Every single peace plan of any consequence has envisaged a Palestinian state of almost all of the West Bank and Gaza, of course, some sort of sharing of Jerusalem, and land given to the Palestinians from Israel to compensate for land they lose to settlements.
Most Jewish settlements are adjacent to the 1967 lines or on the edge of Jerusalem. Some of them have a serious military consequence in providing Israel with a fraction more strategic depth and potential early warning of infiltration and attack.
The Washington Institute for Near East Policy has published the best demographic and cartographic study of the settlements. It concluded that Israel could retain 80 per cent of the 300,000 settlers in the West Bank by keeping less than 5 per cent of West Bank territory. The general formula for Jerusalem is that Jewish areas should be Israeli and Arab areas should be Palestinian. Under every imagined scenario, Gilo would remain part of Israel, which makes new Israeli housing there less than crucial.
I have spent a fair amount of time in the West Bank, talking to Palestinians, and a fair amount of time in the West Bank settlements, talking to Israeli settlers. The international stereotype of the settlers as religious extremists with a Bible in one hand and a rifle in the other is wildly inaccurate.
Let me be quite clear. There is an ugly and extreme element of the settler movement. There are some Israelis who want no compromise. There are movements to implant Israeli Jewish families in the most Arab East Jerusalem neighbourhoods along with accompanying security guards, to make territorial compromise involving those neighbourhoods as difficult as possible. But the extremists are a small minority of the settlers.
The situation is further complicated by Israel having annexed East Jerusalem. Most Israelis accept they will have to compromise on Jerusalem but the annexation makes it hard for them to say so.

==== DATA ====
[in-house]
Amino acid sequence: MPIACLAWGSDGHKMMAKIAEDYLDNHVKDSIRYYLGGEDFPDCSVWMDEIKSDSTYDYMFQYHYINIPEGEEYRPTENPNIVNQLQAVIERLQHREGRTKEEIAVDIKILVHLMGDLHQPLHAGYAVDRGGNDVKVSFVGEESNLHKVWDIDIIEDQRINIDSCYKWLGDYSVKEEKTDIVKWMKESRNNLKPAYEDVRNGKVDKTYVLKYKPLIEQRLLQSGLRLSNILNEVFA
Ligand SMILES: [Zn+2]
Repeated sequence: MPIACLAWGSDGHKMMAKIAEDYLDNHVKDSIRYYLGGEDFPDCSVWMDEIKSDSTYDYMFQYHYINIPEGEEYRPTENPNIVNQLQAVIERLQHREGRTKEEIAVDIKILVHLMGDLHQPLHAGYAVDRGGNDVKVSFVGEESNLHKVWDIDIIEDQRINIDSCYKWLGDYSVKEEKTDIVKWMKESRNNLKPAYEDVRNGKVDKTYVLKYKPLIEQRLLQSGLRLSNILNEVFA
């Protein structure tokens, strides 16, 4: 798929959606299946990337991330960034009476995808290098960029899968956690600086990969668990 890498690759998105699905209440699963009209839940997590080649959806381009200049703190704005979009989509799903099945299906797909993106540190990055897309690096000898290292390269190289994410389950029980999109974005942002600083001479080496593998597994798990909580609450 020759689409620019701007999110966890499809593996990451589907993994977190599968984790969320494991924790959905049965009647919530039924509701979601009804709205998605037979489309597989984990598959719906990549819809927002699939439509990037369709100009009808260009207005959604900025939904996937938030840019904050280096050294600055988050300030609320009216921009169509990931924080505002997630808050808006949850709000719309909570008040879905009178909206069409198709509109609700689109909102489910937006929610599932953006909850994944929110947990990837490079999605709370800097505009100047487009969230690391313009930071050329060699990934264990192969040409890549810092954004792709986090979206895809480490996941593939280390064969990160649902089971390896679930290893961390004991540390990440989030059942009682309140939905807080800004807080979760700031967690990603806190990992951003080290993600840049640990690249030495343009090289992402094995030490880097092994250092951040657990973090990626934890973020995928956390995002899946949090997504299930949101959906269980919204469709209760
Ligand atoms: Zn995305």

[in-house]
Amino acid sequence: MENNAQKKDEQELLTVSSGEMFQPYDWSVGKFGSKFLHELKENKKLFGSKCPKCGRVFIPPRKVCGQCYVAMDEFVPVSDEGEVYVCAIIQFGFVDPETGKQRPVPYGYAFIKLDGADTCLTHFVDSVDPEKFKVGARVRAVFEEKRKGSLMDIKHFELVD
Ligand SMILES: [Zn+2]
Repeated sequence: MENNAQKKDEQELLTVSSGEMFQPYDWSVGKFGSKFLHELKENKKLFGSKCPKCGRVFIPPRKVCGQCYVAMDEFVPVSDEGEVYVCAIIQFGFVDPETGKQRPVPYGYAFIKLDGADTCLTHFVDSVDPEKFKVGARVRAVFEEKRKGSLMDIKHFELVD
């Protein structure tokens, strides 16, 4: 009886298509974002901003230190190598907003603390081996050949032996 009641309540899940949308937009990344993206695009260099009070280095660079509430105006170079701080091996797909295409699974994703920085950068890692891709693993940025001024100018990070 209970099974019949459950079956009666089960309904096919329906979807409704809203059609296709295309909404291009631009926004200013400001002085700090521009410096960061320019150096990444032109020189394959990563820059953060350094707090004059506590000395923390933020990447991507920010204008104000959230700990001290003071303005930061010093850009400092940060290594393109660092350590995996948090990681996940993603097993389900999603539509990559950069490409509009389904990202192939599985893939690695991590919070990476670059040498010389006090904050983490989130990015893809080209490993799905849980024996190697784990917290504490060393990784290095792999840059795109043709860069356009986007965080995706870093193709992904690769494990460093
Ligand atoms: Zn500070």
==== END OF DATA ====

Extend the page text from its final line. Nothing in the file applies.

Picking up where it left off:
Of course, all the territorial considerations in the world pale into insignificance compared with the threshold question: can the Palestinian leadership ever embrace and enforce a peace that involves an end of claims and conflict, and a credible guarantee that Israel will not be attacked from within a future Palestinian state?
Even within the settlements, most Israelis I have met accept an ultimate need for compromise. In Ma'ale Adumim, just east of Jerusalem, I met basically secular people happy to have cheaper housing so close to the city. In Gush Etzion, further south, my impression was people were a little more religious, fulfilled in part by living on biblical land, but attracted most of all by the almost kibbutz-style social solidarity of the settlement. In Ariel, much further to the north, the people I met, though very nice, were more nationalistic and a little more militant rhetorically.
The real weakness in Israel's public position is not having its territorial bottom line clear. The Israelis say they must keep the detail of this for negotiation. But the lack of final clarity opens them up to charges of expansionism and confuses their supporters at least as much as their opponents.
There is not much Australia can do to help in all of this. Joining the chorus line of Israel bashing, and diminishing our friendship with Jerusalem, is not at all helpful.
Further reading: The Anti-Semitic Labor Party